NFC flourishing worldwide, Why the slow adoption in the US?

Near Field Communications (NFC) is one method of enabling the implementation of secure contactless payments. NFC is a short range RFID technology that requires very close proximity between devices in order to share information, hence the “tap and go” term you often hear when referring to this form of contactless payments.  NFC is similar to Bluetooth technology, but doesn’t require the sometimes complex pairing of devices that challenges the end user.

With the rest of the world barreling along the express lanes with many varied implementations of contactless payments, US implementations stay off the main highway and continue down the walking path. NFC is an interesting technology that is applicable to many areas outside of payments which affect consumers directly.   Sharing songs, information, acquiring coupons and security access are all non-payments applications that will contribute to acceptance.

Around the Globe

There continues to be a great deal of global activity involving contactless payments through the use of NFC.  Highlighted below are some of the more promising implementations announced recently.

As I write this, news has broken of Barclays release of their Paytag contactless payment solution in the United Kingdom to handle small payments.  This device turns any phone, even if not one that is NFC enabled, to act as a contactless card.  Barclays is rolling out these devices to their British Barclaycard holders, permitting purchases of up to £15.

Sony’s Felica RFID smart card system is gaining wide acceptance in Japan, being used not only for payments, but is beginning to tap the potential of NFC for other uses, including transfer and storage of health records, student/employee access ids, railway, air and bus access and many other daily uses.

Utilizing Paybox NFC, McDonalds and the supermarket chain Merkur will participate in a pilot testing program NFC payments in Austria (more details can be found at NFCworld).

In a non-payments application, BMW is offering an NFC implementation allowing you to download your hotel key to your car keys and open hotel room doors (related news story here).

In the US

Why is the US so slow to adopt?  There are several very valid reasons and some that are typical barriers to the introduction of anything new to the market.  And, as we all know from experience, perception becomes reality in the eyes of the consumer.

Lack of devices which take advantage of NFC technology

Devices are not widely installed that can take advantage of the contactless technology.  Even with adoption and adaptation by smartphone vendors, if merchants aren’t capable of completing the connection, consumer acceptance becomes a moot point.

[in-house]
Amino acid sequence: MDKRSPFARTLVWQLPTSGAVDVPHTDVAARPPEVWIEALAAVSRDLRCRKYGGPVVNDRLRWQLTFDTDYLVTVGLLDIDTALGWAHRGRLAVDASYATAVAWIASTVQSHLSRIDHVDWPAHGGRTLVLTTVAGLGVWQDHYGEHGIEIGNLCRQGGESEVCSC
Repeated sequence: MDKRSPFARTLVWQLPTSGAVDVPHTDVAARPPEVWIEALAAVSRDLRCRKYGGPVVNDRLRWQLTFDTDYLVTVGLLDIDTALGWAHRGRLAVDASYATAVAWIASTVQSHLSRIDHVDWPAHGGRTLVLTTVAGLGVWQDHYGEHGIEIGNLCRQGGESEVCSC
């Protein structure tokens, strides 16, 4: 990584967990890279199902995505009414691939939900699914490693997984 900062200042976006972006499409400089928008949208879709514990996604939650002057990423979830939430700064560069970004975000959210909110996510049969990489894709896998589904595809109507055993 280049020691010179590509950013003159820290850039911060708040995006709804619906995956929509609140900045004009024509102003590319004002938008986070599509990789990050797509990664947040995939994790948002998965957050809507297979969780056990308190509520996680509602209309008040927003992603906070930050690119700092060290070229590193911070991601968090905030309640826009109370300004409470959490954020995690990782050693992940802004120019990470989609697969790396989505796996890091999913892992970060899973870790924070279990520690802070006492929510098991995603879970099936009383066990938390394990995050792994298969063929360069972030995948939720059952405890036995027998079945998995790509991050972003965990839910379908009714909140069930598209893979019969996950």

NFC technology not the driver for smartphone purchase

At some point, for general acceptance, NFC and contactless payments must become either “the” or a “significant” reason for a smartphone purchase.  Today NFC is just novelty, preloaded functionality of which most smartphone owners don’t even know is there.

Security Concerns

Perceived or real, the US consumer is always initially hesitant to jump into a technology that has no “touch and feel”.  Although most of the security concerns tied to NFC communications require very specific circumstances for there to be a breach, the fact the possibility exists makes many leary of the concept.  Security concerns are being discussed and addressed through the Smart Card Alliance, hoping to establish security standards that will further acceptance by both consumers and industry experts.

According to a survey by mobile security firm Entersekt, “With people increasingly banking and shopping online, many are convinced it’s just a matter of time before their personal data is stolen”.  With this general opinion regarding financial transactions online, skepticism is a natural concern with any new technology, abated only through practice and use.

Use of NFC Outside of Payments

With all the varied uses of NFC outside of payments as a path of contactless information sharing, some feel that the offering of smartphone applications that put the technology in common use will fuel the consumers acceptance and use as a payment methodology.  These applications have great potential in many non-payment areas, including ticketing, access, information sharing and advertising.


Although some major industry players have entered the market, until the mainstream consumer population accepts contactless payments as a secure and necessary part of their day to day life, investment in new applications and hardware will remain uncertain.  Contactless payments are seen as a vast and mostly untapped market in the US and competition for this business is will likely heat up in the coming months.

Given the size of that potential market, it’s only a matter of time until the acceptance of contactless payments occurs and, at least at this writing, NFC will likely be a part of that future.

Information sources for NFC: For more detailed information regarding Near Field Communications, it’s technology and uses, use the NFC Forum

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